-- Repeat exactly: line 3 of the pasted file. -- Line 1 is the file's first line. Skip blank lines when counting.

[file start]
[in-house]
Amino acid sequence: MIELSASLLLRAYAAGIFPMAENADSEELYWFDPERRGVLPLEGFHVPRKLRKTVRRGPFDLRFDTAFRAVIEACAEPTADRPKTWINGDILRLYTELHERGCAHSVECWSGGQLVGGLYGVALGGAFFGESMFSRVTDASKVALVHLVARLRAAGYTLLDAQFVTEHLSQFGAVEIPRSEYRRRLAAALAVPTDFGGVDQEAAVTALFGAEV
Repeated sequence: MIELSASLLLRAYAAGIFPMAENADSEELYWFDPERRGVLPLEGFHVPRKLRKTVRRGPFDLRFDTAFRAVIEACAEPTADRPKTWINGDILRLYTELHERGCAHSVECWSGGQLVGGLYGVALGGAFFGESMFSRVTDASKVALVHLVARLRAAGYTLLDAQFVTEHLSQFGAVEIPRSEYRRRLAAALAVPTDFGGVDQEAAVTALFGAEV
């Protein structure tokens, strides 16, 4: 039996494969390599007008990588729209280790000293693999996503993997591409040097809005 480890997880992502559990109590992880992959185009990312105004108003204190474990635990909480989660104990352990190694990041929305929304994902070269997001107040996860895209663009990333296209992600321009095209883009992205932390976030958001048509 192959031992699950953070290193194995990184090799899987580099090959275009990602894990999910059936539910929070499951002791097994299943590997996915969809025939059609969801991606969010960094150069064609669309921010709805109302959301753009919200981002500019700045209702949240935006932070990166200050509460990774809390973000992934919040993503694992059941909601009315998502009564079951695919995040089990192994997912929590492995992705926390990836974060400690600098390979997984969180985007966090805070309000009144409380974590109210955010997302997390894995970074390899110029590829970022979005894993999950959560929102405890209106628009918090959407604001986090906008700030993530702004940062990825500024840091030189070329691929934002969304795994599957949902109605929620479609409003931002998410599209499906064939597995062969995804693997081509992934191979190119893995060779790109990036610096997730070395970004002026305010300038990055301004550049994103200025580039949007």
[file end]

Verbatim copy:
Repeated sequence: MIELSASLLLRAYAAGIFPMAENADSEELYWFDPERRGVLPLEGFHVPRKLRKTVRRGPFDLRFDTAFRAVIEACAEPTADRPKTWINGDILRLYTELHERGCAHSVECWSGGQLVGGLYGVALGGAFFGESMFSRVTDASKVALVHLVARLRAAGYTLLDAQFVTEHLSQFGAVEIPRSEYRRRLAAALAVPTDFGGVDQEAAVTALFGAEV